The FDA warned General Mills that it was, in effect, marketing its Cheerios breakfast cereal as a drug, because the cereal’s familiar yellow boxes carry unapproved claims about lowering cholesterol and reducing the risks of heart disease.
In a warning letter, the FDA cited the claim that “you can lower your cholesterol by 4 per cent in six weeks” by eating Cheerios regularly.
It objected to Cheerios’ assertion that “eating two 1½ cup servings daily of Cheerios cereal reduced bad cholesterol when eaten as part of a diet low in saturated fat and cholesterol”.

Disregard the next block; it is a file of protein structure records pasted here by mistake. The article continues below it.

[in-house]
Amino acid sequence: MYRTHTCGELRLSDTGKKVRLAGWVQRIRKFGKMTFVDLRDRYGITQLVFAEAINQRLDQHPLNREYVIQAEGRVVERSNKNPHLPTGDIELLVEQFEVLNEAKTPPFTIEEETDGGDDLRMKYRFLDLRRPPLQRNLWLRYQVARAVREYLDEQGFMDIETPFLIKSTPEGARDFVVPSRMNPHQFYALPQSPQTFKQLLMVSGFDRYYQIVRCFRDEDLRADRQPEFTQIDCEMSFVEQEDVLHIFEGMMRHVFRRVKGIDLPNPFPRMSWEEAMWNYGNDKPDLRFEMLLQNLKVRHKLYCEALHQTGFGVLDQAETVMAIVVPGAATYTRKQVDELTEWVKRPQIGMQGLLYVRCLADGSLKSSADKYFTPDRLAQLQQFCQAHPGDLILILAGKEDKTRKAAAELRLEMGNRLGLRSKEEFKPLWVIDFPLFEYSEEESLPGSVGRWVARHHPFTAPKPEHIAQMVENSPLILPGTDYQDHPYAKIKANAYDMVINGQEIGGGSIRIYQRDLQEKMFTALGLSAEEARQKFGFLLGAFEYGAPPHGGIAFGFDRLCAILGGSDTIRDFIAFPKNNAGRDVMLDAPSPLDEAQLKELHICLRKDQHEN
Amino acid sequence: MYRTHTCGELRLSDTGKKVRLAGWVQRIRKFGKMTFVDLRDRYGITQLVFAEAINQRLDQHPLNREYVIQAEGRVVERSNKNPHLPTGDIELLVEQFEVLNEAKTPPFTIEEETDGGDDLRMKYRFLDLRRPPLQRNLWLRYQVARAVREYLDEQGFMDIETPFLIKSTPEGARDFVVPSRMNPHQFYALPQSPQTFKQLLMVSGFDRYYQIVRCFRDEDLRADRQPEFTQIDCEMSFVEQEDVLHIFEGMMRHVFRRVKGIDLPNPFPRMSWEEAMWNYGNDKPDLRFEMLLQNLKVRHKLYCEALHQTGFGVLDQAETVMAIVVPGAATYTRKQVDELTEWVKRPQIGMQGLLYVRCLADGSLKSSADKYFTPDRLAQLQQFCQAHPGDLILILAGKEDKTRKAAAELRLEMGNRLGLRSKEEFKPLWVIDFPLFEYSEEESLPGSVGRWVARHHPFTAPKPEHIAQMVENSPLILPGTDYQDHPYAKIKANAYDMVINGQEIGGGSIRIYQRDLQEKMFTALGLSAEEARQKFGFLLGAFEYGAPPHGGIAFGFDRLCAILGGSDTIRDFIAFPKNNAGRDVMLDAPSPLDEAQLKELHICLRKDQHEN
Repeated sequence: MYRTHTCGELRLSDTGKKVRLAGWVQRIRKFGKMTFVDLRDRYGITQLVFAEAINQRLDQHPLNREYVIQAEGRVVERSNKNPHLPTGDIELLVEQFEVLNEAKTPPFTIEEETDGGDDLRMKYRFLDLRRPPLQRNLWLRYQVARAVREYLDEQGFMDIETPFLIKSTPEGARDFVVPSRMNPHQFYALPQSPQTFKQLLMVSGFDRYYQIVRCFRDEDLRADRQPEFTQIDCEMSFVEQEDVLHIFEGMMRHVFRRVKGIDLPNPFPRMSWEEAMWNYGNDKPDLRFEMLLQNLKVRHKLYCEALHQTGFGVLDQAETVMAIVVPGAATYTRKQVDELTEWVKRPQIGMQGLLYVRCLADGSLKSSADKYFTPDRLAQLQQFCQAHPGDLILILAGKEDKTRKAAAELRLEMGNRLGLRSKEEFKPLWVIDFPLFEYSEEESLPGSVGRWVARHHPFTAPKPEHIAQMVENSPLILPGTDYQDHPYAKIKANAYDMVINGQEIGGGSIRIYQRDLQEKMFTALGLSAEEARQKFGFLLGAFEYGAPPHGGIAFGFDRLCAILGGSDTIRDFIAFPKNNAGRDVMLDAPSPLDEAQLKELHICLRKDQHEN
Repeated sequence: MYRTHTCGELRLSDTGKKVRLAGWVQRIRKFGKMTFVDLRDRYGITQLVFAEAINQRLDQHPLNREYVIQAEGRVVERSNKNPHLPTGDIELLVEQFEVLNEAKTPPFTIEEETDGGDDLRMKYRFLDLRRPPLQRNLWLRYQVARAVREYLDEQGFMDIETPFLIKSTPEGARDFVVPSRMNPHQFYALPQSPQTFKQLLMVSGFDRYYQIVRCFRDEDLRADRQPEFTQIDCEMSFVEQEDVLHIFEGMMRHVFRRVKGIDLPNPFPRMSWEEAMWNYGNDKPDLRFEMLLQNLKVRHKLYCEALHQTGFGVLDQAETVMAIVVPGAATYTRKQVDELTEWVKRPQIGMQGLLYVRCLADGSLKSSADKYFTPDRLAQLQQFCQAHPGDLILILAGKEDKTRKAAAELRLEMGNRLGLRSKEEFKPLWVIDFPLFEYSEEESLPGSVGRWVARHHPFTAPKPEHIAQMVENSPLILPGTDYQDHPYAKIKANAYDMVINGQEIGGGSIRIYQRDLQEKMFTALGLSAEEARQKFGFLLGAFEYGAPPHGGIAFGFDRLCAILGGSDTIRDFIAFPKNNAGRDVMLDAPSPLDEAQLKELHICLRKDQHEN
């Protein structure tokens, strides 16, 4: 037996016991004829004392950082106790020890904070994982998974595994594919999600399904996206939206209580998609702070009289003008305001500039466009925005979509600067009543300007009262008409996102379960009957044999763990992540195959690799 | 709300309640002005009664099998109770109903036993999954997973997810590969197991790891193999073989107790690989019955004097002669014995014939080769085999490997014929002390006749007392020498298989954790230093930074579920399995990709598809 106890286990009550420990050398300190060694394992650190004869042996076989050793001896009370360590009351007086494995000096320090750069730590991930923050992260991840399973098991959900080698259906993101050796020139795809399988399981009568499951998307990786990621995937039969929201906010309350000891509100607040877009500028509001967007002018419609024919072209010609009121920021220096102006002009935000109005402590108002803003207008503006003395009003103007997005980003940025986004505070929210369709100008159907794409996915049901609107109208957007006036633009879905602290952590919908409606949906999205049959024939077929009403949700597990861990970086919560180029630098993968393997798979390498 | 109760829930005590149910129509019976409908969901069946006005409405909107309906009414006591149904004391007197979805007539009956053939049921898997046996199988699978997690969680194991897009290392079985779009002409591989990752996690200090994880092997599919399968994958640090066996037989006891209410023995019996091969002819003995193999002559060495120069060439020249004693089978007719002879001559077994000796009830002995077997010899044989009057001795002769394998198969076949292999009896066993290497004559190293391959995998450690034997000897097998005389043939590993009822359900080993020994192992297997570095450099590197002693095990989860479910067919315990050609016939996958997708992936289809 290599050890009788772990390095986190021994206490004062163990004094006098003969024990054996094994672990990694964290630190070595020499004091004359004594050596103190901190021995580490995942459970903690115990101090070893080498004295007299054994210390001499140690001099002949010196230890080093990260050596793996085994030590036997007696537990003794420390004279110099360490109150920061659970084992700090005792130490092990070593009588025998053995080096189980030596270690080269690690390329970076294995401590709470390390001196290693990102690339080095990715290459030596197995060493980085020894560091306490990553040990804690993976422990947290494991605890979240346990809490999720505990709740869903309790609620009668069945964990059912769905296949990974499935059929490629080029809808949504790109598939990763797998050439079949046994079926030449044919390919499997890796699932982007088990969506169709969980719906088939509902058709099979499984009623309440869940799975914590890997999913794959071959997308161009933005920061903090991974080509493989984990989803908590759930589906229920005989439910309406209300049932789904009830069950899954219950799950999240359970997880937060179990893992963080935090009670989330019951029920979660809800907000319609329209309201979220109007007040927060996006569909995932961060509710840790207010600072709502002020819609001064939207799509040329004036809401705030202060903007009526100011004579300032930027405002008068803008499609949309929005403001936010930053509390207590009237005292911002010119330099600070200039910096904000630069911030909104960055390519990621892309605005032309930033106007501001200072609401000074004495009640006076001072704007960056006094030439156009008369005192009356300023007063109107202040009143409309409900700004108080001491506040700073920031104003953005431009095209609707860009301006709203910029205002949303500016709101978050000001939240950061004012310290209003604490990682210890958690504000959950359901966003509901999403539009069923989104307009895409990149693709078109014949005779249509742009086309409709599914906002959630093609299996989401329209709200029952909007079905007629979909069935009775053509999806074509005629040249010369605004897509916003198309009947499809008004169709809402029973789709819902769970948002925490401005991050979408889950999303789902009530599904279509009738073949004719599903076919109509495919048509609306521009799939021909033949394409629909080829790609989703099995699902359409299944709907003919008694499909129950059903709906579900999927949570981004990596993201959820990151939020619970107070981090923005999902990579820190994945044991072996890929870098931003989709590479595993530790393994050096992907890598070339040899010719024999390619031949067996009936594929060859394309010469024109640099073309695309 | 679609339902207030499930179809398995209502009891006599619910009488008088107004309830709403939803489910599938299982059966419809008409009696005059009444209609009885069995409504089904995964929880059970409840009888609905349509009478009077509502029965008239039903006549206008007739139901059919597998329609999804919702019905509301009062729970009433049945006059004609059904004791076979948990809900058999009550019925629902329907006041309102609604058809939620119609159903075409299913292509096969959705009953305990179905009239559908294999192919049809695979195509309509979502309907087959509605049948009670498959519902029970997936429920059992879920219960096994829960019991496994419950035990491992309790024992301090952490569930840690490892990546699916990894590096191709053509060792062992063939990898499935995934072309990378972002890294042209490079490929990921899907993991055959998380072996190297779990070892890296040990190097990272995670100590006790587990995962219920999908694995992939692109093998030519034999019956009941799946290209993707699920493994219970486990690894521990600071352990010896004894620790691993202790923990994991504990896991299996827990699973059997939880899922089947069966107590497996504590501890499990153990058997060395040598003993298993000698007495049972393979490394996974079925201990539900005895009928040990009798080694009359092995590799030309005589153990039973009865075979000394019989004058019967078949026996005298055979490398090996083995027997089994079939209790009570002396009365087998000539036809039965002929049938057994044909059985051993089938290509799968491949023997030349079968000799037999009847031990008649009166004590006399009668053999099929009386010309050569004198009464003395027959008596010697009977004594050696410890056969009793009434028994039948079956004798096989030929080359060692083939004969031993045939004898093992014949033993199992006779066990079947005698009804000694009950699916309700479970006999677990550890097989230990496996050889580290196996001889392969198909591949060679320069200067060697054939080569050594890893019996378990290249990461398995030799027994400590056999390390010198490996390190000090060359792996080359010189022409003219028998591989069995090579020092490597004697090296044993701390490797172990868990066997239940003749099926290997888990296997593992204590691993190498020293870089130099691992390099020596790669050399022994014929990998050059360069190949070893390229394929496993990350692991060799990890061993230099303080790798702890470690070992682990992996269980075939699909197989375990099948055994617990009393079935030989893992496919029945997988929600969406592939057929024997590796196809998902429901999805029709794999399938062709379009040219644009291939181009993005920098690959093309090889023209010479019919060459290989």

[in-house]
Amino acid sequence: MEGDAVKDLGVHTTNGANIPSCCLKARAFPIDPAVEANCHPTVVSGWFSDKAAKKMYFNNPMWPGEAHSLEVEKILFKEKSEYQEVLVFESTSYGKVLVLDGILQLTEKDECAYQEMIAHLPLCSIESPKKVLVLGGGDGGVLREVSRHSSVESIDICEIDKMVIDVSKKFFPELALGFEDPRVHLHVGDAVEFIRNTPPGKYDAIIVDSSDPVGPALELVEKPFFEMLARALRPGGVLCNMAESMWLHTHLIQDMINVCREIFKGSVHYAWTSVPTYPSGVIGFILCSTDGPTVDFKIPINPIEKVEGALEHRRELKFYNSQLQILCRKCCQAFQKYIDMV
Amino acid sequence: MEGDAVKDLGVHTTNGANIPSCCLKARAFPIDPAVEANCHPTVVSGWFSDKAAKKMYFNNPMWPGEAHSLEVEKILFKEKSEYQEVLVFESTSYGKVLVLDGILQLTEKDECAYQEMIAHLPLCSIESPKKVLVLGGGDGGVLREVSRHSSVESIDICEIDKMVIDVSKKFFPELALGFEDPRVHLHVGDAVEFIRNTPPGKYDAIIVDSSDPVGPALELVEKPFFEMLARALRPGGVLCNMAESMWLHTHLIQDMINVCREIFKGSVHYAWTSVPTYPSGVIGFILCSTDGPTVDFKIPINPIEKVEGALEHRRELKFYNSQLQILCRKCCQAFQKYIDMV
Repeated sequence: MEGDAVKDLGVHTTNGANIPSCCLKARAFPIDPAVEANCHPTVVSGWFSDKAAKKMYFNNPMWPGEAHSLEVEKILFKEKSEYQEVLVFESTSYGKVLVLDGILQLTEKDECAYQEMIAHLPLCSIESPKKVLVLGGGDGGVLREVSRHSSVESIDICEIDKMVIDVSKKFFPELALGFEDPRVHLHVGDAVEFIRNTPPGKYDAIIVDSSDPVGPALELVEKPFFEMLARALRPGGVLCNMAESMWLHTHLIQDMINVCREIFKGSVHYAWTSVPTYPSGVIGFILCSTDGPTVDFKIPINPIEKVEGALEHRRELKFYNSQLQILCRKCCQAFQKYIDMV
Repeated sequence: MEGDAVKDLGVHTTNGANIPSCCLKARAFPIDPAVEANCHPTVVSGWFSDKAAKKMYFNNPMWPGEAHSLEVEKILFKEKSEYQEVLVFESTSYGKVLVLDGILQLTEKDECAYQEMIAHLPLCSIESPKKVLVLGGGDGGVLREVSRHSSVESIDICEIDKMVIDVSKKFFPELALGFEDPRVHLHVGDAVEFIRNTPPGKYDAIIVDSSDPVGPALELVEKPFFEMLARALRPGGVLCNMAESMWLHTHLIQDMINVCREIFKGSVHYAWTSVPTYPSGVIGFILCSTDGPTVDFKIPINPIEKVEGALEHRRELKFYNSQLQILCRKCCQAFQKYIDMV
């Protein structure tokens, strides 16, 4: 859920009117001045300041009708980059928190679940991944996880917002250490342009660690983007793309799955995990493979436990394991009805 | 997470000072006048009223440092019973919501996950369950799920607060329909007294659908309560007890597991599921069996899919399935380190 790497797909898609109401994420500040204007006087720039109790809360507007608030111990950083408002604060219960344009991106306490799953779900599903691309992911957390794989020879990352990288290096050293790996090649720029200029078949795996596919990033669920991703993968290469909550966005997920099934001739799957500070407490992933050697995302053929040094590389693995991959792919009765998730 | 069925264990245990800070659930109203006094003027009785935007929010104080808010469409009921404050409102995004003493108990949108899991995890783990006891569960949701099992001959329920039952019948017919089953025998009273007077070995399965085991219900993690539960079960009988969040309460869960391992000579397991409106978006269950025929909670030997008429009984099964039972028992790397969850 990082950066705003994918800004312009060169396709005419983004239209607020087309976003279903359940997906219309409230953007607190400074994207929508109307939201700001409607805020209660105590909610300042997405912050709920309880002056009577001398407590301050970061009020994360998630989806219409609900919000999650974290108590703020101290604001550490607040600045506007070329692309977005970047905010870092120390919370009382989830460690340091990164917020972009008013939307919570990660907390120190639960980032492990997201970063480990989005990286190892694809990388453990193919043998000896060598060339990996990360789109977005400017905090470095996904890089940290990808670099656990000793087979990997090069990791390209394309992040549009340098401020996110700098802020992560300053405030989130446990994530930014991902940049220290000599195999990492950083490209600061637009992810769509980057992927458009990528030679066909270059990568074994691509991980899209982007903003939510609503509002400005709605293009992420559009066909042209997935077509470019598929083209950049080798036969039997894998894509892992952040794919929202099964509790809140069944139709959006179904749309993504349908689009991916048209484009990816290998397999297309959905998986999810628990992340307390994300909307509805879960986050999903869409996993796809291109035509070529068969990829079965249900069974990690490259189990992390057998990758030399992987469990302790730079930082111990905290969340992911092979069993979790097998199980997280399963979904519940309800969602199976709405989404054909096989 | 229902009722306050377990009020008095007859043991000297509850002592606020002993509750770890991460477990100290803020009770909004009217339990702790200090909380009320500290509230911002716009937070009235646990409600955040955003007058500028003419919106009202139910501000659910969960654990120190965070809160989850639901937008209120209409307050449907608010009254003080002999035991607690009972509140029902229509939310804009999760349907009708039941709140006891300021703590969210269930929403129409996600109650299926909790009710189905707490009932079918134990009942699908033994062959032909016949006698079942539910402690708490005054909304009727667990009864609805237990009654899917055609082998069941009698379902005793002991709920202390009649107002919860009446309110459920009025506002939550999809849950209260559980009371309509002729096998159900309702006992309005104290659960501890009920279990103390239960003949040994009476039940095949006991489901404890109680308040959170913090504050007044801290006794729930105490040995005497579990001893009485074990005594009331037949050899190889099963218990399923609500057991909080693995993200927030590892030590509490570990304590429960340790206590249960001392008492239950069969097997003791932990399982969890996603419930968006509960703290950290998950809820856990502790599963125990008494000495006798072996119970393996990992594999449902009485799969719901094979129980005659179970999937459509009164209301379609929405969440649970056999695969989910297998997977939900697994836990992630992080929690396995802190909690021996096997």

The claims – a central plank of Cheerios marketing for more than two years – go beyond the tightly defined health benefit claim for foods with soluble fibres, such as Cheerios, approved by the FDA for use in food marketing.
Dr Steven Sundloff, head of the FDA’s Center for Food Safety, said the action was “not to impugn Cheerios”, which he called “a product that can be part of a healthy diet”.
But he said: “The packaging clearly carries a drug claim.”
Your tax dollars at work.